Introduction

Structural and stratigraphic traps in the Partitioned/Divided Zone (PZ) between the Kingdom of Saudi Arabia and Kuwait suggest minimal tectonics during carbonate build-ups within the Late Jurassic to Early Cretaceous (Figure 1). Today, these same reservoirs are structurally compartmentalized as determined from pressure data, wells and the incorporation of an array of 2-D/3-D seismic data (Figure 2).

The application and knowledge of regional tectonics indicates that left-lateral, strike-slip faulting produced many transpressional structures within the Arabian Peninsula. The transpressional faults form the traps and can be mapped using 2-D and 3-D seismic data. They are sub-vertical and trend NS to NNW with en-echelon faults trending NW-SE to SW-NE. In addition minor transtensional faults further provide a pathway for the migration of hydrocarbon. This structural framework was affected by single to multiphase inversion with a late stage en-echelon “collapse graben” faults that compartmentalize the Late Jurassic to Early Cretaceous hydrocarbon reservoirs (Figure 3).

Exploring and appraising Late Jurassic to Early Cretaceous reservoirs require combining our knowledge about the original depositional models where “optimum reservoir facies” reside and an awareness of structural/stratigraphic traps. Is the trap further compartmentalized? In the Partitioned/Divided Zone area we are applying the model from the Triassic Marrat to Eocene and through drilling to confirm additional traps (Figure 4).

Example

A recently drilled example is illustrated in the shallow Partitioned/Divided Zone reservoirs through the application of structural principles to predict structural traps where faults are linked to Jurassic and Cretaceous reservoirs (Figure 4). Similar structural mix-mode deformation is confirmed within Oman by Filbrandt et al. (2006, Figure 5). In this study both mixed-mode transpressional and transtensional traps are illustrated using Partitioned/Divided Zone examples. For the Ratawi reservoirs in the Partitioned/Divided Zone the compartmentalization is seen by NE-trending strike-slip faults. The compartmentalization was confirmed through variation of pressure data (Figure 6).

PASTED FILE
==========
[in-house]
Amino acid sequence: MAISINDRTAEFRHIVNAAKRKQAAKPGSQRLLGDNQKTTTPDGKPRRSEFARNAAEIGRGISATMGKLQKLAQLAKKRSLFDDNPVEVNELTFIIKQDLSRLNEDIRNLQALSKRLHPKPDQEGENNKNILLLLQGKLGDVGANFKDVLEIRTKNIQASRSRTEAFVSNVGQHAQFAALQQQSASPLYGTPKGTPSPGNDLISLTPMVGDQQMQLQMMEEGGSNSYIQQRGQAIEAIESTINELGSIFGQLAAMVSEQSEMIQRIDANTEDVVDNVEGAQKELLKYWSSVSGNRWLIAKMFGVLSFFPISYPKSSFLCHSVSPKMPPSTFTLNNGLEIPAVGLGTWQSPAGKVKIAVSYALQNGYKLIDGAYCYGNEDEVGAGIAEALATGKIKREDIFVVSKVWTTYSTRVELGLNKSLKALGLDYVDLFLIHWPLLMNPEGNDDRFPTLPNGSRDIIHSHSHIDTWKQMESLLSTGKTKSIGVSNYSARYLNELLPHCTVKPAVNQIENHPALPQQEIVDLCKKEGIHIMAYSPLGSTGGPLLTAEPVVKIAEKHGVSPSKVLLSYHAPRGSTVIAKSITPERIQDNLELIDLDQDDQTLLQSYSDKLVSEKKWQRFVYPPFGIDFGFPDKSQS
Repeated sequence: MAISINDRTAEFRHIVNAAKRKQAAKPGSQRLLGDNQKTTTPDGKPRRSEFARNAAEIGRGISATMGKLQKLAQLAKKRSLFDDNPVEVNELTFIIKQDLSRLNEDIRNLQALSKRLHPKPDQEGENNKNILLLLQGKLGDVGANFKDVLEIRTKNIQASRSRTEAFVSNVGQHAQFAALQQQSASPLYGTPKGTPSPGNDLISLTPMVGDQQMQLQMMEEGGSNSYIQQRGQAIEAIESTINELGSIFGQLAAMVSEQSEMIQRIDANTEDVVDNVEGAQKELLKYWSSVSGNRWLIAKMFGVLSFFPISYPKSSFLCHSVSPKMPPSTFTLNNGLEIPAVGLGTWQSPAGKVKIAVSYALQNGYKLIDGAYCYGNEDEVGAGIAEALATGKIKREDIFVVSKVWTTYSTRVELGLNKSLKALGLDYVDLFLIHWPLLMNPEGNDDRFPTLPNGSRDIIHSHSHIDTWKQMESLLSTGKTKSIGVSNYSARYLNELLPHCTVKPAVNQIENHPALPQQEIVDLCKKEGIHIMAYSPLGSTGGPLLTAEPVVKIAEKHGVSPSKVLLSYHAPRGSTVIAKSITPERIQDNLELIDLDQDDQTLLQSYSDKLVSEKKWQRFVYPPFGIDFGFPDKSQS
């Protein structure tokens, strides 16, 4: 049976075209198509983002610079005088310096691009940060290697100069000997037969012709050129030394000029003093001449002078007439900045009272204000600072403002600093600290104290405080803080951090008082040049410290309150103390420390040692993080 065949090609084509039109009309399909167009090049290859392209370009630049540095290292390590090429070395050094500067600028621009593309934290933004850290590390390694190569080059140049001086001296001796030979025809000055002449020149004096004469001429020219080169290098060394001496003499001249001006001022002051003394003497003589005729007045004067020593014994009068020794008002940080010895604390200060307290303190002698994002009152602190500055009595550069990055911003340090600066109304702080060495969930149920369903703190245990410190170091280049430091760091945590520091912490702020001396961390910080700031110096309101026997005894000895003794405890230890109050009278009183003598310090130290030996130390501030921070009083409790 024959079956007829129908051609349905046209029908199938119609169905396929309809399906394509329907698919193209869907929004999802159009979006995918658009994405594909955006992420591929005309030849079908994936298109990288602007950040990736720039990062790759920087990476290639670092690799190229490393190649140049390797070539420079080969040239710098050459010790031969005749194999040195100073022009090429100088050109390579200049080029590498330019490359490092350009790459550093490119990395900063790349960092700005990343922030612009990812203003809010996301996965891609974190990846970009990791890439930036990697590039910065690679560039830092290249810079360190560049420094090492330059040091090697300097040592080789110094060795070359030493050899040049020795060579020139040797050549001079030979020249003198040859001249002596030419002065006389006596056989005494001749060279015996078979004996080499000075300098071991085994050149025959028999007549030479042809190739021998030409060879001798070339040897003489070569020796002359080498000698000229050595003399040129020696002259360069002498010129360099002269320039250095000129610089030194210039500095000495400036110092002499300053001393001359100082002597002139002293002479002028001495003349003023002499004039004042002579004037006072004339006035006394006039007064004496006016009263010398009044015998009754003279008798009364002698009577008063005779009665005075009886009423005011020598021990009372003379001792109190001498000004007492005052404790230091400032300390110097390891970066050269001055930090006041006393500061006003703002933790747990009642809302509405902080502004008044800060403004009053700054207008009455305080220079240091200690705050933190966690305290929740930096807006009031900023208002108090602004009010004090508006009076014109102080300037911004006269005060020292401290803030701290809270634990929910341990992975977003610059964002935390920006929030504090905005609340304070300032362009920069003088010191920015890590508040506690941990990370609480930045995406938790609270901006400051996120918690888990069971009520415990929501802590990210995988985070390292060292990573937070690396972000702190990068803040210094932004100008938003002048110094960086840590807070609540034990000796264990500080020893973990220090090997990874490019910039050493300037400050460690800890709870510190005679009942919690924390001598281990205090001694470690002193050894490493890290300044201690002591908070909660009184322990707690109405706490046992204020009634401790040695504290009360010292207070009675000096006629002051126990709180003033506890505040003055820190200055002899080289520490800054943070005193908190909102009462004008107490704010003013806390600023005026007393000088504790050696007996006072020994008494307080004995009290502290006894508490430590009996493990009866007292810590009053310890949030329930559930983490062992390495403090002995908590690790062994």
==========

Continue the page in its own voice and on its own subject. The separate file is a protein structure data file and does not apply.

Our study emphasizes linking sequence-stratigraphic and tectonic concepts to illustrate optimal locations for future exploration and appraisal drilling leading to additional development area for more production within the Partitioned/Divided Zone of the Kingdom of Saudi Arabia and Kuwait.

Conclusion

During deposition of the Jurassic and Cretaceous reservoirs, such reservoirs realized minimal amount of structural tectonic deformation. Today, these same reservoirs under current tectonic regimes are compartmentalized and detailed fault interpretation provides the understanding for the conduit (migration) and trapping of hydrocarbons.

The application and knowledge of regional tectonics is critical to the awareness of the structural complexities. Technical application such as wrench tectonics is important in finding and drilling for additional hydrocarbons and such structures are realized within the Partitioned/Divided Zone of the Kingdom of Saudi Arabia/Kuwait.

Acknowledgements

We thank the Ministry of Petroleum of Saudi Arabia, the Ministry of Oil of Kuwait, Saudi Arabia Chevron (SAC), Kuwait Gulf Oil Company (KGOC) and Chevron for permission to present this study, and Tom Heidrick who influenced and supported transtentional/transpressional tectonics (Retired, Chevron).